This is of course partly true, because for the setup for our third part of the shooting session I was still a looking for atmosphere, lighting, composition and artistic interpretation. The “Yogaposes” that we had in mind were not so simple to implement, and many artistic and technical constraints made this - certainly for me - the hardest of the four setups that we’ve done.

The images were created with 3 or 4 flashes (in Sylviane’s living room), which in our first series of images were positioned so that I wanted to create a a dark and intimate atmosphere. But as Roeland on his blog a while back so well put it, the result was ultimately not entirely as I wanted and I did not immediately see many solutions to  quickly improve things. Frustrating!

yoga, wellness & zenn
yoga, wellness & zenn

Therefore we decided to change the whole look and feel of the image by turning everything around (angle, orientation, lightin, mood, etc  ….).  Hey, it’s our party and we cry if we want to!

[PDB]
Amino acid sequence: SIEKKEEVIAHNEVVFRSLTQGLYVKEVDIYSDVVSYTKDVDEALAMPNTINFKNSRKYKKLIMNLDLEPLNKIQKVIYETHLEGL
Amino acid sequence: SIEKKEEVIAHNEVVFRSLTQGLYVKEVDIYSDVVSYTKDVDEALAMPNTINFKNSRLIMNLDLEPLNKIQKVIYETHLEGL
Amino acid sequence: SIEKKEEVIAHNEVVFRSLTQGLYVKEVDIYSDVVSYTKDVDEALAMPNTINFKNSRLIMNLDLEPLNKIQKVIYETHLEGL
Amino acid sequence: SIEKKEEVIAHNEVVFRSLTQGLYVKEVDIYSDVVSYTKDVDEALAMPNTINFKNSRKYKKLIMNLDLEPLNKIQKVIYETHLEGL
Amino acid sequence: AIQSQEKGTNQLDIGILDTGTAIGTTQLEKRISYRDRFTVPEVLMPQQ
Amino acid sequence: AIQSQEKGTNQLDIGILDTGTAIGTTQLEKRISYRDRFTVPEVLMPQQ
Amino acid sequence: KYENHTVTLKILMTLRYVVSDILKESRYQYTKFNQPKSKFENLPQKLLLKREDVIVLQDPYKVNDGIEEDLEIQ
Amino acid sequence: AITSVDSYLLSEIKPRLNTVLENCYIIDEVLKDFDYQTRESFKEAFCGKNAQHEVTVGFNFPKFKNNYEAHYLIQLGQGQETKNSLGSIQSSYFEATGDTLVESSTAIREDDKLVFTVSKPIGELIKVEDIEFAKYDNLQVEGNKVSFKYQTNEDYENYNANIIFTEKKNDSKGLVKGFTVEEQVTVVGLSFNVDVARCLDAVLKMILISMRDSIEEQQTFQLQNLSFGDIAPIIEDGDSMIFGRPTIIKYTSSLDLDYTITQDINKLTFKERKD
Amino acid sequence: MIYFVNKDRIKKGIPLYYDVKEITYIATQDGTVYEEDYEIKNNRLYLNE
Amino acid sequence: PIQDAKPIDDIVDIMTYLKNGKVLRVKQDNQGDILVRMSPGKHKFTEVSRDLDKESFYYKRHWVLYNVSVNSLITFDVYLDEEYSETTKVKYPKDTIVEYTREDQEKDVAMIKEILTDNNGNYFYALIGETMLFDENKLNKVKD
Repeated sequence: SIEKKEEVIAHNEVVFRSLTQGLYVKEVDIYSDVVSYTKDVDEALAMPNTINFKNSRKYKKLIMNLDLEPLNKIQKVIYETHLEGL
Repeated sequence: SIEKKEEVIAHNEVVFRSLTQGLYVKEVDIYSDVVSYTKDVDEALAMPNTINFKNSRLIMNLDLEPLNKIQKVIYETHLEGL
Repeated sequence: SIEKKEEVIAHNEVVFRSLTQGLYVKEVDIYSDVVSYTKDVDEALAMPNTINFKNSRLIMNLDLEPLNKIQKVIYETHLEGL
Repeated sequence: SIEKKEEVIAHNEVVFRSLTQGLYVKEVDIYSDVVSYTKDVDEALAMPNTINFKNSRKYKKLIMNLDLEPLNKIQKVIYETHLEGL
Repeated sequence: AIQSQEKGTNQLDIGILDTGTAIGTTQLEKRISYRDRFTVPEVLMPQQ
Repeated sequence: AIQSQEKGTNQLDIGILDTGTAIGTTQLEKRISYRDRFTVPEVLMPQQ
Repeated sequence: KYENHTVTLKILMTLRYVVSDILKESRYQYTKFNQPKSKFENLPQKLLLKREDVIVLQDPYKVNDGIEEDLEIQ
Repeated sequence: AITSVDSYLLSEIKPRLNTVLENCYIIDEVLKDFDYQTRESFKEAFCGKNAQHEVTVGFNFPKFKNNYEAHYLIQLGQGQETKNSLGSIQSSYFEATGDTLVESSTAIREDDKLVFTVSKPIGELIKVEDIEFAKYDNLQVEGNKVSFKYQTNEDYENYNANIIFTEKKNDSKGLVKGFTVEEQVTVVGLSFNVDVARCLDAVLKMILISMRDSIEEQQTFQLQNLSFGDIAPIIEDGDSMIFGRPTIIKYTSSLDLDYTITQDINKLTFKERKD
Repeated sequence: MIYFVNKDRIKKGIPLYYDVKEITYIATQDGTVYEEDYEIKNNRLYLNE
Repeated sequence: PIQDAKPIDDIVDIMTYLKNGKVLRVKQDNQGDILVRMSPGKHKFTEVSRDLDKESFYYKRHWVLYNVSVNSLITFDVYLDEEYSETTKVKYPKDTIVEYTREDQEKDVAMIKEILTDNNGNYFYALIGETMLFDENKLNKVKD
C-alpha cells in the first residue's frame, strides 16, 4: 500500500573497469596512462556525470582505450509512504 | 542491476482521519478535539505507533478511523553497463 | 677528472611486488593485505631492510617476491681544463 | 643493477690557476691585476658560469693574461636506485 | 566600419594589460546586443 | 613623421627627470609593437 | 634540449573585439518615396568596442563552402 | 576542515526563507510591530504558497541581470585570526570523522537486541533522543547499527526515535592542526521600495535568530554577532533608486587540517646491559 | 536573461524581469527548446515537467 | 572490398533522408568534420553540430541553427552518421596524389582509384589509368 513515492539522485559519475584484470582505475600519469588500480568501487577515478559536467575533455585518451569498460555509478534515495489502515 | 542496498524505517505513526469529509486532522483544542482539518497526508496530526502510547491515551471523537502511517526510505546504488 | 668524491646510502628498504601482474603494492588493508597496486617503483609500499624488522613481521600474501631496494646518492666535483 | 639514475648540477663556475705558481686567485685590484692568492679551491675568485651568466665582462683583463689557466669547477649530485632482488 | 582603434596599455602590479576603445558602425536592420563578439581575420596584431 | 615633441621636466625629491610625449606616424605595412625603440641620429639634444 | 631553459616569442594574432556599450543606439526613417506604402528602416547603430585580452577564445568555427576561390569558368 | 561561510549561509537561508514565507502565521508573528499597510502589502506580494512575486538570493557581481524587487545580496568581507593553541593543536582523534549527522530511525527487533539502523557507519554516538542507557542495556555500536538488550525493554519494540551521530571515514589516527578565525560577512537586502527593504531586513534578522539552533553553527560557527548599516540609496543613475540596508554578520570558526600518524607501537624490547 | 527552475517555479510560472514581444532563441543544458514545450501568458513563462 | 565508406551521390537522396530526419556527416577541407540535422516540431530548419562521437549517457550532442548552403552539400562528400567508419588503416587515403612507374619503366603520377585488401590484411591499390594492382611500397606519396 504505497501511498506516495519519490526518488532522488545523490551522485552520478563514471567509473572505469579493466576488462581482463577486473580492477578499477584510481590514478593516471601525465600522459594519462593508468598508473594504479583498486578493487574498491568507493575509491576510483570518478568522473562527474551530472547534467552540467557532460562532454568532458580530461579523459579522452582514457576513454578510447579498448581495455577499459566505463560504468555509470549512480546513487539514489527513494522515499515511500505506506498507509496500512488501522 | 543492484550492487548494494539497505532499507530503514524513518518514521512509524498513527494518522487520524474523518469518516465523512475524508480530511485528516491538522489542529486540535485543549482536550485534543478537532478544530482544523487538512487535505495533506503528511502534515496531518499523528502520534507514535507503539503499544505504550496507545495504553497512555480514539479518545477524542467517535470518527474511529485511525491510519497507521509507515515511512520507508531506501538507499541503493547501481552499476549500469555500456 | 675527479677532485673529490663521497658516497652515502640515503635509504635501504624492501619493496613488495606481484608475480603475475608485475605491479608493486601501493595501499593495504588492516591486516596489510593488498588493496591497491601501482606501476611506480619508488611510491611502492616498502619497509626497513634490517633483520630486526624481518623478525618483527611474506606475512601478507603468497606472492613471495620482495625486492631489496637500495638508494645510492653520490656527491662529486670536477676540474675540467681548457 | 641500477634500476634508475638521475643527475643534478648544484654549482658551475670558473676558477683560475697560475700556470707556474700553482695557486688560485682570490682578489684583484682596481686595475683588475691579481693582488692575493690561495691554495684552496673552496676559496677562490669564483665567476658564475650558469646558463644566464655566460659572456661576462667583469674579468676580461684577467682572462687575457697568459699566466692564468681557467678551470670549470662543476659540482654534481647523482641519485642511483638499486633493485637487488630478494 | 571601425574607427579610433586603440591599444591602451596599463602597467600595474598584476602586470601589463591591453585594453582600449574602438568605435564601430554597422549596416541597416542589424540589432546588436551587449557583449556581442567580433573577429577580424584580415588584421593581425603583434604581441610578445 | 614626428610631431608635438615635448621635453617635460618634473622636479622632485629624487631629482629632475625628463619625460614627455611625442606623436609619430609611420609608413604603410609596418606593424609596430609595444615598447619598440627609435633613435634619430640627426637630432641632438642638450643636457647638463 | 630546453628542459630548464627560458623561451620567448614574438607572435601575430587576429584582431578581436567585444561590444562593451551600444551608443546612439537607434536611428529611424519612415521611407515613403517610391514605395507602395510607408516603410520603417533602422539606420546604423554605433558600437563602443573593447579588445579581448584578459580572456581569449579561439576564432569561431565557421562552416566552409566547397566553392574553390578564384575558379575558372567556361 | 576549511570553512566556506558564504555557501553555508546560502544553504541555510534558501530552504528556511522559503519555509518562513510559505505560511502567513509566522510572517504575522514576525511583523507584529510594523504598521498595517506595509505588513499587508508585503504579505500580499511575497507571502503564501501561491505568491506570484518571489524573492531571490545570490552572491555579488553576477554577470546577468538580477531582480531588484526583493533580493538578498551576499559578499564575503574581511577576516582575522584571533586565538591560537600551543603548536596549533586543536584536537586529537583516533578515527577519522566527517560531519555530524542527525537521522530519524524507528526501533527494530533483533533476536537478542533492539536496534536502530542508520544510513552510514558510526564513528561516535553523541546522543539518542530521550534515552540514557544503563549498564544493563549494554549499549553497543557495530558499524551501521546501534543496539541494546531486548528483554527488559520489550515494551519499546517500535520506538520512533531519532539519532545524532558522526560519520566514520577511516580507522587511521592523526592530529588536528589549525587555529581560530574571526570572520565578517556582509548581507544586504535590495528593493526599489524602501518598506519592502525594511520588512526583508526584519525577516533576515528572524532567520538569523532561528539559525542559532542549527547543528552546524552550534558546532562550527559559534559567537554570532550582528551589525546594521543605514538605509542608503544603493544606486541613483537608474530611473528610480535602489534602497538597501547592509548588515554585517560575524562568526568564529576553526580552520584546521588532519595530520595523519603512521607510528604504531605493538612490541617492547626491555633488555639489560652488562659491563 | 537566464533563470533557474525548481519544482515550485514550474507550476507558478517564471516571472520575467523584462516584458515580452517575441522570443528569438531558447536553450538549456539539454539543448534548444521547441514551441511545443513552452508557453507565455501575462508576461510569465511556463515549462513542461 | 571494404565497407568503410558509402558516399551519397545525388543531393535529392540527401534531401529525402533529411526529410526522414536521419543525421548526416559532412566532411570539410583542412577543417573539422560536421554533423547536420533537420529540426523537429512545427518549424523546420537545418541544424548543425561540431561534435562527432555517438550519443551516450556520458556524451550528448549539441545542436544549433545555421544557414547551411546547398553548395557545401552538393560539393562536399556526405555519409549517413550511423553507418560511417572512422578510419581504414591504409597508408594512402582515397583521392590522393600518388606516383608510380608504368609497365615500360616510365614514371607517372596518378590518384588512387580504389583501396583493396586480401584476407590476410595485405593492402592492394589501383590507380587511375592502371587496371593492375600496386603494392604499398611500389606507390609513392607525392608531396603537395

yoga, wellness & zenn
yoga, wellness & zenn
yoga, wellness & zenn
yoga, wellness & zenn
yoga, wellness & zenn
yoga, wellness & zenn
yoga, wellness & zenn
yoga, wellness & zenn

The result was much more pleasing and we ultimately got some interesting and good shots out of it.

But watch this space, for our last series of shots we’ll go “down and dirty”!

Photographers, are they perverts or hard workers?

26 January 2011 om 11:44 door Jürgen geplaatst in de categorie Commercial,fotografie,Photography,Portrait

I get the next question or comment every now and then:

“Wow, being a photographer is really cool. All those handsome models to take a photograph from. All these naked women in front of your lens. All those photographs of nude models …. Have you ever ever felt the urge to uh, to uh …. .. And what does your wife think of this, all that female beauty, within your reach? “.

Well, what does my wife think of that?

Well, firstly, being a photographer is indeed really cool. For years I worked hard (I repeat, “years of hard work”) – after years of study in addition – to get where I am now, a professional photographer who was initially interested in photography and who has finally been able to make a living out of being a professional freelance photographer  (and in the process lost a hobby, but that is more than made up by my interest in music, playing guitar and wine, but this whole aside).

Secondly, we, freelance photographers, photograph certainly not every day (professional) models – unless it is your specialization and shoot nothing else but fashion and models. But there are not many photographers who do that.